MASTER HAND­MADE TECH­NIQUES

In­spired by Kelli An­der­son’s suc­cess, three cre­atives give tips on tac­tile ap­peal

Computer Arts - - In Conversation -

01 USE PHO­TO­SHOP TO PRO­TO­TYPE

“I start by think­ing about what I want to con­vey in an im­age, and list things that rep­re­sent the con­cept,” ex­plains Jessica Walsh. “I make Pho­to­shop mock-ups of the el­e­ments I want in the end piece, play around with sizes un­til the com­po­si­tion is bal­anced, then recre­ate the mock-ups with real ob­jects and pho­to­graph them.”

02 THINK IN THREE DI­MEN­SIONS

“Many il­lus­tra­tors think very one-di­men­sion­ally about the medium of il­lus­tra­tion,” be­lieves Casper Franken at Sho­topop. “Ex­plore tech­niques and ef­fects dig­i­tally, or through a more tra­di­tional medium that’s im­ported and manipulated. You never know what you might dis­cover.”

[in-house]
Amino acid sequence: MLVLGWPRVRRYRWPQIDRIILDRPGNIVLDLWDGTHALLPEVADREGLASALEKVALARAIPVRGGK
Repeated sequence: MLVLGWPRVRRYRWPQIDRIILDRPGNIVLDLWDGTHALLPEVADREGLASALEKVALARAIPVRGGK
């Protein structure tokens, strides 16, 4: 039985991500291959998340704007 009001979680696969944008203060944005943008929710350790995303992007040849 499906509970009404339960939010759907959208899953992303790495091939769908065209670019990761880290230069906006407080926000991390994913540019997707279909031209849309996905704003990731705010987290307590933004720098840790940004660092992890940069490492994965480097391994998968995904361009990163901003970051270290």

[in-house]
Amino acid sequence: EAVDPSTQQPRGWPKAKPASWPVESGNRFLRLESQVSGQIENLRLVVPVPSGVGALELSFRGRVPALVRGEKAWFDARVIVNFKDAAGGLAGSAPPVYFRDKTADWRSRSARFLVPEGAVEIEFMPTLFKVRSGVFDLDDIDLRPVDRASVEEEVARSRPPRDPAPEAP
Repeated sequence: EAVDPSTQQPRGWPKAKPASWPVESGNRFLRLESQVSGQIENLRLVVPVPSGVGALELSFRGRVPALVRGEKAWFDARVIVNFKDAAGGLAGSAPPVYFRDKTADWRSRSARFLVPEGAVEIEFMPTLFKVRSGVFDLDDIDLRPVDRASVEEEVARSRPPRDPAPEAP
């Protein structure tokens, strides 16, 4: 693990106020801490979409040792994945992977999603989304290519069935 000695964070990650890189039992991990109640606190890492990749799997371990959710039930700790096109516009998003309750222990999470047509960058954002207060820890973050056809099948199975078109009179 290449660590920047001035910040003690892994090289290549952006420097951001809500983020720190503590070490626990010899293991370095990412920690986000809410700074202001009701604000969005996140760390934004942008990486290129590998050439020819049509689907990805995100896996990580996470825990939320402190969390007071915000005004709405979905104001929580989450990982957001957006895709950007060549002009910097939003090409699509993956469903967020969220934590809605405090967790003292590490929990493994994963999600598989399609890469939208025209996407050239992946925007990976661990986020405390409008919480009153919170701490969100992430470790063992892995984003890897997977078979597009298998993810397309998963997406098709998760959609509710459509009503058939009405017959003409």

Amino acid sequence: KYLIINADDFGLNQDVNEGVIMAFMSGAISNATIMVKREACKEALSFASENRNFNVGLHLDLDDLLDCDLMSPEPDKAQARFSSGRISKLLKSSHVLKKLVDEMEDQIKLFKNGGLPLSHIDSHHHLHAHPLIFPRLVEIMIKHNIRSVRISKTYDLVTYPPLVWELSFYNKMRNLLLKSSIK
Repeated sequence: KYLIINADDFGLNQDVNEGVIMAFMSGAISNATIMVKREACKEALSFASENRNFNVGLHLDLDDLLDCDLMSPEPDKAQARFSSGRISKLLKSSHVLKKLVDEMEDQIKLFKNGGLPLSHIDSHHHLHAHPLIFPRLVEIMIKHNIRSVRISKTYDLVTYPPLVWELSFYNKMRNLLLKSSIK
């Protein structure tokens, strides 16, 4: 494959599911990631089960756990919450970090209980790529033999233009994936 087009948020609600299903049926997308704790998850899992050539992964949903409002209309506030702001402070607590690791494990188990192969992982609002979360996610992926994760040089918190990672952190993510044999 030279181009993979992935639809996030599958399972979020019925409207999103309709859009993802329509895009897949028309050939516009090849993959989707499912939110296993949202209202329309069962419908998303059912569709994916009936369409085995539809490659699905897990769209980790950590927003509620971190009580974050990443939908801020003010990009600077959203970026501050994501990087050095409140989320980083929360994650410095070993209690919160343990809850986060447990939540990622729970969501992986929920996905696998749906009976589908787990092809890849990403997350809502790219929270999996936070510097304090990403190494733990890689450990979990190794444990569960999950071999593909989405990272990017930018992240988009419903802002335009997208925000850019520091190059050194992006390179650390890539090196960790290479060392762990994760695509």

03 DON’T FAKE THE HAND­MADE LOOK

“I al­ways get frus­trated if hand­made il­lus­tra­tion has been faked in some way, or if the piece has been manipulated on a com­puter to look hand­made,” says Owen Gilder­sleeve. “The joy of mak­ing work by hand is that it’s not neat, and has vis­i­ble flaws. Em­brace this, and use these qual­i­ties to your ad­van­tage.”

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